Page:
By Eduardo Miranda, California State University, Fullerton
While World War II was underway thousands of miles away, Carmen García Rosado, a young schoolteacher who lived in Caguas, Puerto Rico, saw in a local newspaper that the U.S. Army wanted to recruit Puerto Rican women to support the war effort.
Her curiosity piqued by the prospect of joining the military, García-Rosado made a decision that would change her life. She went on to be one of the 200 Puerto Rican women who traveled to the United States to serve with the Women Army Corps (WAC).
She remembered the moment when she asked her mother's thoughts about enlisting. The response was simply "No daughter of mine will ever join the Army." By that time, though, it was too late: García-Rosado had already been accepted and given her uniform.
García-Rosado and the other Puerto Rican women who enlisted were taken to Fort Oglethorpe, Georgia, where basic training began on Oct. 15, 1944. She was assigned to Company 6, 2nd Battalion, 21st Regiment of the WACs.
After an initial appointment as a nurse, García-Rosado became a mail clerk at the New York Port of Embarkation. As part of her duties, she read letters in English and Spanish to search for any military secrets, which she would turn in to her superiors. She recalls that hundreds of letters passed over her desk, many of them covered in dirt, mud and blood.
While working in the United States, García-Rosado witnessed several instances of prejudice toward women and people of Puerto Rican heritage. In the camps, for example, she found that women were segregated across ethnic background. With regard to gender, she felt that male soldiers acted as though the women were there to entertain them.
In spite of those instances, García-Rosado has good memories of her time serving in the WAC. She says the military took good care of her squad when it came to down time, giving them tickets to see plays, operas, and once even sending the entire group to take a vacation at Vassar College, in Poughkeepsie, New York.
After finishing her service and going back to Puerto Rico on Jan. 6, 1946, Pfc. García-Rosado became aware of the unfair treatment that female veterans faced on their return to civilian life. She decided to become an activist and politician in the island.
García-Rosado created many of the first groups that fought for the rights of Puerto Rican women veterans. One of the first issues she wanted to address was the idea that veterans are only those who serve on the frontlines, omitting those who perform clerical jobs. García-Rosado believes that all who served their country are veterans and deserve to be treated that way.
Looking to bring her activism to the political realm, in 1980 García-Rosado ran for the Senate of Puerto Rico. She lost to Velda González – who incidentally became the first woman ever elected to that legislative chamber.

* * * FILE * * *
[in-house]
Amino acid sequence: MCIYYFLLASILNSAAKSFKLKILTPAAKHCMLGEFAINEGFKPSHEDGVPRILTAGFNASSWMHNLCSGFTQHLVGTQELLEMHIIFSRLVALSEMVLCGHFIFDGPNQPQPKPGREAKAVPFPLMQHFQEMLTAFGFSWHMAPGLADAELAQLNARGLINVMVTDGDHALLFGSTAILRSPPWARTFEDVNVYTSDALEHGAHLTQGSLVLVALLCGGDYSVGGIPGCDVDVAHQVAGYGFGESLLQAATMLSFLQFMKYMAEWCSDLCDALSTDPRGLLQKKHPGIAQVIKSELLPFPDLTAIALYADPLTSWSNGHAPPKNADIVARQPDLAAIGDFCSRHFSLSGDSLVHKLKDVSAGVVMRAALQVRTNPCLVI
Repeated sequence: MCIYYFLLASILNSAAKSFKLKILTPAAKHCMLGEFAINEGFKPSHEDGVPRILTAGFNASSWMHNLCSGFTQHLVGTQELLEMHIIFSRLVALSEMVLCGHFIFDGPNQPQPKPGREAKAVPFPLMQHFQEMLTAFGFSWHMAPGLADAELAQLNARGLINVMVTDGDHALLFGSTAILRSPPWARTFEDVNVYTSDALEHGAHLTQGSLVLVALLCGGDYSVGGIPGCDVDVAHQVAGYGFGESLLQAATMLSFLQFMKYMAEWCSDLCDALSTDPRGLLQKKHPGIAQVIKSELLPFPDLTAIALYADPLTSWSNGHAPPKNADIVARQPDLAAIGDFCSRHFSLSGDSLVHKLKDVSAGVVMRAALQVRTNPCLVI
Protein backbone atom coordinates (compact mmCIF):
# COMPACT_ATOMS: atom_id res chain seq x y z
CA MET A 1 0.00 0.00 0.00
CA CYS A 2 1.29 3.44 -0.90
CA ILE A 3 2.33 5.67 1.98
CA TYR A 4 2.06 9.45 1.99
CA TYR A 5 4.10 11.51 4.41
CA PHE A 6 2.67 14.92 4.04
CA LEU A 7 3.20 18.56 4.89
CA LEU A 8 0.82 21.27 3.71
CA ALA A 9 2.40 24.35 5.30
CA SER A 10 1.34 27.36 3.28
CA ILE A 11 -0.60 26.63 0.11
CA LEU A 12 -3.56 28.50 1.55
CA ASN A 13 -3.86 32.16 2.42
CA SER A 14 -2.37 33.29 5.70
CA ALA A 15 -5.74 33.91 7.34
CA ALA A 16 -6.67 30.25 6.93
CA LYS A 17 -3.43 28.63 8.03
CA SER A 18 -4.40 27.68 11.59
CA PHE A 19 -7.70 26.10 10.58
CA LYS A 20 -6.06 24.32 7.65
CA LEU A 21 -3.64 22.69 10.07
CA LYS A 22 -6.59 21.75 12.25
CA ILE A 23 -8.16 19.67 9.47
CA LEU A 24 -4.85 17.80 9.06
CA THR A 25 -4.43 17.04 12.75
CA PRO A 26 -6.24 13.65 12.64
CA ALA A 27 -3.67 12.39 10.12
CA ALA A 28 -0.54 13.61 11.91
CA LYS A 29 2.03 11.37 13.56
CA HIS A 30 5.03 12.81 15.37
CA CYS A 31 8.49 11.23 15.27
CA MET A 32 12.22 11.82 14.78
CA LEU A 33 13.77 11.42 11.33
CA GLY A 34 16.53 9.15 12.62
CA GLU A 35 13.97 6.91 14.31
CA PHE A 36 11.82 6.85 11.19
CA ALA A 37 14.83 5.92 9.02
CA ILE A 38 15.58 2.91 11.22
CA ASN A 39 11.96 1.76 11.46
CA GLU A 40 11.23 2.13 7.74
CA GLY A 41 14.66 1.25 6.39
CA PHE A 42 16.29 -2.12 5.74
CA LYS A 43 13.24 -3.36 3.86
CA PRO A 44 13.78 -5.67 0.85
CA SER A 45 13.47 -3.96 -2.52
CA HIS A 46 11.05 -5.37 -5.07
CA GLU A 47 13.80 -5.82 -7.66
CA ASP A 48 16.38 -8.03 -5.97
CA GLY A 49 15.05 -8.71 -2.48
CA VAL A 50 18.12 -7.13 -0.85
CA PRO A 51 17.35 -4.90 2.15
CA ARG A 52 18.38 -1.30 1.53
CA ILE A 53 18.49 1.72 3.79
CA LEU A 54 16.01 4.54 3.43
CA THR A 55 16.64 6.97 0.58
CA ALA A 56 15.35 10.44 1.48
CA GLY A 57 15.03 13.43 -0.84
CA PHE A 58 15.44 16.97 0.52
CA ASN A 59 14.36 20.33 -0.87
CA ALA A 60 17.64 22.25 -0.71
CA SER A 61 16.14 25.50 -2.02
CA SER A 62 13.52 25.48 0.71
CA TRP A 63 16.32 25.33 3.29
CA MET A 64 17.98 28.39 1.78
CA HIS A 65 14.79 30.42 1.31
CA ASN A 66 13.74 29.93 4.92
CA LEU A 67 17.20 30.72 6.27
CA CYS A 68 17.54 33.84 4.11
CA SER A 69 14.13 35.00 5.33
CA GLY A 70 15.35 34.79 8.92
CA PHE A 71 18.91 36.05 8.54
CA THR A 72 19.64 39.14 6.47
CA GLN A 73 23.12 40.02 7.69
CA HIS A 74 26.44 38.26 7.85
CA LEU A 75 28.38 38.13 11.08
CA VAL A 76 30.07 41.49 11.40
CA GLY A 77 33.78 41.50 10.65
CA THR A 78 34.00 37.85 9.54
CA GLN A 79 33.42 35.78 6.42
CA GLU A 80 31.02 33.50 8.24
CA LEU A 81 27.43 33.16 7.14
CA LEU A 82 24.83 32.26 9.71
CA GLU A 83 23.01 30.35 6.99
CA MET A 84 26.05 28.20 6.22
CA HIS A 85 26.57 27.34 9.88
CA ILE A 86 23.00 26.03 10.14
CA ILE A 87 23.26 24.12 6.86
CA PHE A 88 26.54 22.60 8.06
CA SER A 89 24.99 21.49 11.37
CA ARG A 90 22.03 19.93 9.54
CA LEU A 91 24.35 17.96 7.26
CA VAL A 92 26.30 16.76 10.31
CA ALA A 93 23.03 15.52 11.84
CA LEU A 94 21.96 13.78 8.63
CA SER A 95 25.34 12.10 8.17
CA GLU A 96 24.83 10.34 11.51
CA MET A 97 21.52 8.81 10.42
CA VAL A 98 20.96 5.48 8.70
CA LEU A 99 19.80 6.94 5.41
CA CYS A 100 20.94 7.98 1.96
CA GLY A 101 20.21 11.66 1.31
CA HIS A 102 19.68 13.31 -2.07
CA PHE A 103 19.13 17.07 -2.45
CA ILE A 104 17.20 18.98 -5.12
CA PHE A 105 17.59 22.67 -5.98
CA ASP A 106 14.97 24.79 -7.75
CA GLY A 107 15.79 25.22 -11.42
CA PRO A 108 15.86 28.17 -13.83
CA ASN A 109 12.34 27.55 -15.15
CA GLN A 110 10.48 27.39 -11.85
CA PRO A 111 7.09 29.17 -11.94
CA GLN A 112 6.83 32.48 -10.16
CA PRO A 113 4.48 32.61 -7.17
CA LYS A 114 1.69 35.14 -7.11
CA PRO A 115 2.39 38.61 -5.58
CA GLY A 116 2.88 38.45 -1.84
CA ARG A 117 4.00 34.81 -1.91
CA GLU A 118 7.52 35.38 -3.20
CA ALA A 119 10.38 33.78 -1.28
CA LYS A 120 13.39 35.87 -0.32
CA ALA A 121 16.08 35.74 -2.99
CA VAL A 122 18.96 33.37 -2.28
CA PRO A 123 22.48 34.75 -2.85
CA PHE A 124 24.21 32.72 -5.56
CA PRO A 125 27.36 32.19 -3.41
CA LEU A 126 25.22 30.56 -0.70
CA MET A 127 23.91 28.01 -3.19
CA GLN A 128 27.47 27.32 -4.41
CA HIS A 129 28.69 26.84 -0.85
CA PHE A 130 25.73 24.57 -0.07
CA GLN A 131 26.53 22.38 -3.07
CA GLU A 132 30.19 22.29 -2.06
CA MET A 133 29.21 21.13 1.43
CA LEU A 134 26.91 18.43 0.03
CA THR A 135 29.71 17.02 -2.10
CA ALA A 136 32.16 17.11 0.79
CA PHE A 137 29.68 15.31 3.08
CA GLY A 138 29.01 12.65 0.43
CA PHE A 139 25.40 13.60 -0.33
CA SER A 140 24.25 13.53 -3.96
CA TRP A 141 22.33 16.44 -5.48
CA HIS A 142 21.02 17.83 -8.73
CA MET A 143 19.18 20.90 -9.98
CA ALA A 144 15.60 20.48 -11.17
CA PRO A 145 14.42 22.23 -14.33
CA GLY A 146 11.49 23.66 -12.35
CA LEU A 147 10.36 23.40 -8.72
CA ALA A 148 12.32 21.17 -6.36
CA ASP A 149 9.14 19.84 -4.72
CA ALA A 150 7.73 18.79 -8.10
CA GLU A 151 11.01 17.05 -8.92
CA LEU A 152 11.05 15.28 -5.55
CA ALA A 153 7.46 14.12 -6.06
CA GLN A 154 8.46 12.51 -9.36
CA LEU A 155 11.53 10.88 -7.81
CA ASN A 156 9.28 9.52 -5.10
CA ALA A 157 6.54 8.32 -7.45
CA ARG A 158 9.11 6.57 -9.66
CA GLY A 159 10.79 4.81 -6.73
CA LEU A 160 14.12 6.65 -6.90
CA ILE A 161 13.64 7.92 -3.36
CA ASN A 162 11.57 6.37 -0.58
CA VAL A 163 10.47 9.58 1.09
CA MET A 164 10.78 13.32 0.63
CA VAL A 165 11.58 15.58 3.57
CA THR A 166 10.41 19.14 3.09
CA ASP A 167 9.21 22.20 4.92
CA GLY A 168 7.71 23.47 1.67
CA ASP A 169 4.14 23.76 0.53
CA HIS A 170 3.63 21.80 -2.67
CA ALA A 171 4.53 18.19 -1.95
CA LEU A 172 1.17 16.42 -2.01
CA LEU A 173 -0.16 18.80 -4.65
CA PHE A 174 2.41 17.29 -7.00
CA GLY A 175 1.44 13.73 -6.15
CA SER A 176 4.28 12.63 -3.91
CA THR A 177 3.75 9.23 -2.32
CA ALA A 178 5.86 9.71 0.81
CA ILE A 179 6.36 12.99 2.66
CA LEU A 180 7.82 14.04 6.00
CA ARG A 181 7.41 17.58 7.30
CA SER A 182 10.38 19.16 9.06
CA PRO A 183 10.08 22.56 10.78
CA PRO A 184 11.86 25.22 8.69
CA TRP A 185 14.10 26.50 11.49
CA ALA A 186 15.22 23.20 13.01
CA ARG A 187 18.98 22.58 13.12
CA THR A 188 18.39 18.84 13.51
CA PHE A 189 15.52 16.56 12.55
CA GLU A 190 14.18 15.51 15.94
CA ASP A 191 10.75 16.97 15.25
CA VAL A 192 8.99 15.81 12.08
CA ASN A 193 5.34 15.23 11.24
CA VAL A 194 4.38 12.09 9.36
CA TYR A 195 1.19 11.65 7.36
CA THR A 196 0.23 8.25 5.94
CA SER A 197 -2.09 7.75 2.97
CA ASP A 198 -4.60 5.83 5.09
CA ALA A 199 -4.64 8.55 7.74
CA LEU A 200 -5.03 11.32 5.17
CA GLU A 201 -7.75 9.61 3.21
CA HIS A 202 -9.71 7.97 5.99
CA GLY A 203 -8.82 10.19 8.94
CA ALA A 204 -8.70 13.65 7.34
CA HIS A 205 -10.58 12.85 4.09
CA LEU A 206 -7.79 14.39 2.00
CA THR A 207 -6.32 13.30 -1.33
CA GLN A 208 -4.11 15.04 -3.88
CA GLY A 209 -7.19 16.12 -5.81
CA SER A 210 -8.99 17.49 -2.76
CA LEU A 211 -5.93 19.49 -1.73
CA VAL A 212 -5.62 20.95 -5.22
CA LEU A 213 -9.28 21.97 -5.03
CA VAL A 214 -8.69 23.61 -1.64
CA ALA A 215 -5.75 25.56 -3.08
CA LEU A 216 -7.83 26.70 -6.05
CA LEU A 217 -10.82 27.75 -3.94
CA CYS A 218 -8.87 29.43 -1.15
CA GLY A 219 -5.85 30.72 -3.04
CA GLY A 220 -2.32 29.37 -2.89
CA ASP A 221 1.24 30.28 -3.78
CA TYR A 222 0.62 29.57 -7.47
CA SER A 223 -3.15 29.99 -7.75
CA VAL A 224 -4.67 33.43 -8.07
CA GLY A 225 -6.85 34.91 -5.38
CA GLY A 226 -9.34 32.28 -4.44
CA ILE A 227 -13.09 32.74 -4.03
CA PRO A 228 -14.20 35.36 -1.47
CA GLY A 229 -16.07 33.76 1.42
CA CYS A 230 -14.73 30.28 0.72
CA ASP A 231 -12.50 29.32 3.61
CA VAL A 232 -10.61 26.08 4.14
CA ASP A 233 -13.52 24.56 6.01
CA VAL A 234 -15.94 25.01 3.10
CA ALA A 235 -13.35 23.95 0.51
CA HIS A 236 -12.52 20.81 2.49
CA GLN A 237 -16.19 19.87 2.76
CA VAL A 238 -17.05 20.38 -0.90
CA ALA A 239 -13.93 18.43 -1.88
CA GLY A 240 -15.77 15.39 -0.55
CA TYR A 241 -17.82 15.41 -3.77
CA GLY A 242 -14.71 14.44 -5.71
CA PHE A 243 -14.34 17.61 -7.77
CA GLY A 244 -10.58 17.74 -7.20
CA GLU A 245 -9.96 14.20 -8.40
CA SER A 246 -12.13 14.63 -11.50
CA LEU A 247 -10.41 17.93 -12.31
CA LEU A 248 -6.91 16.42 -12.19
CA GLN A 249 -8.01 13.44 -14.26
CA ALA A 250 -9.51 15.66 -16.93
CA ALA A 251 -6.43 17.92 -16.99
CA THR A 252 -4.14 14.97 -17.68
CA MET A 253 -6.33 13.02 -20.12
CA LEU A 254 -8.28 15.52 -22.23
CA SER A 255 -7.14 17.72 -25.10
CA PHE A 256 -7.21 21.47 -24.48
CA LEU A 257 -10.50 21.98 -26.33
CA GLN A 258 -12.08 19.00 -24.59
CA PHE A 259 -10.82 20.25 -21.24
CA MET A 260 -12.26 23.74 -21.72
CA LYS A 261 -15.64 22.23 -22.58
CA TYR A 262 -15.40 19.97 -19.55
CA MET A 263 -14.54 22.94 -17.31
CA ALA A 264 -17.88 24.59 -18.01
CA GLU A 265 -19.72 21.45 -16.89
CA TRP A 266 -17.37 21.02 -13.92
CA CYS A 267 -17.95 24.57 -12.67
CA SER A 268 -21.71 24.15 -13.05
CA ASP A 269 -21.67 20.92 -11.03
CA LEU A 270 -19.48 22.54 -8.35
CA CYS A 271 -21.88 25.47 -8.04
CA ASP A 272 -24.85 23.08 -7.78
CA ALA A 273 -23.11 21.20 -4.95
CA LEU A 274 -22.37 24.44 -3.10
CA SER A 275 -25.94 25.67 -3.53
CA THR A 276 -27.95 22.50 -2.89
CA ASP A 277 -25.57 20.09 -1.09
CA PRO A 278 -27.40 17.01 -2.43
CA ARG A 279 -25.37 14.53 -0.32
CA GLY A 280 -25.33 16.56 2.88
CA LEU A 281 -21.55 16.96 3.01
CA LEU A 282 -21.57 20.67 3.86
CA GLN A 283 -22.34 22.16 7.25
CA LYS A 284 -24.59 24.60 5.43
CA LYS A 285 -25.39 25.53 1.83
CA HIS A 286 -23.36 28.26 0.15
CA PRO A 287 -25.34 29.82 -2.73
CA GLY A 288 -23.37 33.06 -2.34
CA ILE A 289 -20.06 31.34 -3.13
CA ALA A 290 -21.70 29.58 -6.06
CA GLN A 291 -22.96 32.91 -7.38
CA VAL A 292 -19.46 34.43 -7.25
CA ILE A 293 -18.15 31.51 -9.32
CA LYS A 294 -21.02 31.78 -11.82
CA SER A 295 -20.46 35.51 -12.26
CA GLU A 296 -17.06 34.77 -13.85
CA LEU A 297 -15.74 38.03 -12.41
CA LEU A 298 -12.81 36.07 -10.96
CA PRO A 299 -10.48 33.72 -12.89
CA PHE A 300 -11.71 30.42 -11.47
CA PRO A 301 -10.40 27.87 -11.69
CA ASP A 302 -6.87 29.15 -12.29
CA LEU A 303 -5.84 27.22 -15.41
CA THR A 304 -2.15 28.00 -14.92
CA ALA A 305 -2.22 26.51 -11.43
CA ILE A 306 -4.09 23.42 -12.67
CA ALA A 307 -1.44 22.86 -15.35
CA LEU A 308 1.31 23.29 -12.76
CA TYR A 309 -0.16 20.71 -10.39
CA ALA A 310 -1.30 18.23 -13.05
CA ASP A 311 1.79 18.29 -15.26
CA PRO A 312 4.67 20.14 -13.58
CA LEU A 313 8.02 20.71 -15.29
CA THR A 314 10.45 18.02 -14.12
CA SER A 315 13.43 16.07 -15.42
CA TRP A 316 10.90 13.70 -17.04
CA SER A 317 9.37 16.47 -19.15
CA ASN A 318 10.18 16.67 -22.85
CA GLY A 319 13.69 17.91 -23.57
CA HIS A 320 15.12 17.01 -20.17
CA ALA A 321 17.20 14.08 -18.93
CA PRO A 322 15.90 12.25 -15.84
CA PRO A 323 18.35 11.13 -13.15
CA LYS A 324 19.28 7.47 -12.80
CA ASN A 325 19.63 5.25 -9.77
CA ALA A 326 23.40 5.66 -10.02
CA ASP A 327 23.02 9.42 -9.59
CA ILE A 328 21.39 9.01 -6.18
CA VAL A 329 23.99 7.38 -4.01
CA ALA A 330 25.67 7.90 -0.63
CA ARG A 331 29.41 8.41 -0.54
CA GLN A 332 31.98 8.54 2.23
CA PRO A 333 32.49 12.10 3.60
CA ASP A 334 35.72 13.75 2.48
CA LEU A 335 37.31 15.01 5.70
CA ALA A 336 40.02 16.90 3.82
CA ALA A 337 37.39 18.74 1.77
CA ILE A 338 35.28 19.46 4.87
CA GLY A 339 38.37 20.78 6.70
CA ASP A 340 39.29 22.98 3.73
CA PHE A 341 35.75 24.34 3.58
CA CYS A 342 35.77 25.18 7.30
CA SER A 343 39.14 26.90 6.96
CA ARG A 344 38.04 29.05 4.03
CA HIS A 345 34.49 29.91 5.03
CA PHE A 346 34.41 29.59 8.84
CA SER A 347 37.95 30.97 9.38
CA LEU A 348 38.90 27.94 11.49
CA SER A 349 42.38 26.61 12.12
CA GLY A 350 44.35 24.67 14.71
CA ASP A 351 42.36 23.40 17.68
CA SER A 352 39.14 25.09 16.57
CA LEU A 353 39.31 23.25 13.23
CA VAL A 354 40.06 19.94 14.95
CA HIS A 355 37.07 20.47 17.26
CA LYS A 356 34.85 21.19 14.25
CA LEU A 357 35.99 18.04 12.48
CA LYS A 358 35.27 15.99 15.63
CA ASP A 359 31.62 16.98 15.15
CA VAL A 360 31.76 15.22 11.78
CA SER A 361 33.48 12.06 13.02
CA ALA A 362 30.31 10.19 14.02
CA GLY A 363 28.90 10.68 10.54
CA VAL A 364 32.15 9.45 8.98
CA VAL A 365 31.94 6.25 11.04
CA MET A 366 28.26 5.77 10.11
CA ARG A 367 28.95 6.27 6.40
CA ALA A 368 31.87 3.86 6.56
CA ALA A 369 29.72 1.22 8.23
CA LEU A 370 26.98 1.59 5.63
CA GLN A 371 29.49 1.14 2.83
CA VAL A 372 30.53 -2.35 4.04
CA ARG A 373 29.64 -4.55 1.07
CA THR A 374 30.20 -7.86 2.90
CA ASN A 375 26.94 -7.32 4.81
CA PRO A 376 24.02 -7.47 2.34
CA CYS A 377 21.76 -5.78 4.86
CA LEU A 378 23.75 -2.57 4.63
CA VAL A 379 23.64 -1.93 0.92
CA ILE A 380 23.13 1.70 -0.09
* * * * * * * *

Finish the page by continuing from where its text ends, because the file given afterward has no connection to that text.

From her activist years, García-Rosado remembers the many letters she sent to Puerto Rican leaders and to President Bill Clinton, asking them to acknowledge the status of Puerto Rican women veterans and to expedite the distribution of undelivered benefits checks.
Years later, she would get the opportunity to address the president of the United States directly. García-Rosado met Clinton at a ceremony for the Women in Military Service for America Memorial. There, she was told by an organizer that she would be allowed to enter only after the president had greeted the servicemen.
García-Rosado remembers telling the organizer that as a World War II veteran from Puerto Rico, she had the same right to meet the president as the men. After this exchange, she was finally allowed to take her seat and greet Clinton.
García-Rosado was born on Oct. 29, 1926, in Humacao, Puerto Rico; she was one of nine children of Jesús García, a sugar plantation foreman, and María Rosado. Because of her father's work, the family moved around often during García Rosado's childhood, with stints in Cuba, the Dominican Republic, and the Puerto Rican islands of Vieques and Culebra.
In 2006, García-Rosado published a book about the experiences of Puerto Rican military women during World War II, a task she considers to be her greatest tribute to the women she served with. The book started off as a compilation of the letters she sent to Puerto Rico during that time, along with some poems.
However, after García-Rosado told a fellow veteran about the manuscript, the word spread and she started receiving letters with the stories of other Puerto Rican women veterans. In the end, the volume became an anthology of the participation of Boricua women in the war efforts.
García-Rosado looks back on the book as the best way to let the world know about the legacy of Puerto Rican women and their role in the war.
"It was a great honor for us to serve the American nation," García-Rosado wrote in Spanish in a 2015 e-mail to Voces.
Ms. García-Rosado was interviewed by Manuel Aviles-Santiago in San Juan, Puerto Rico, on Feb. 11, 2011.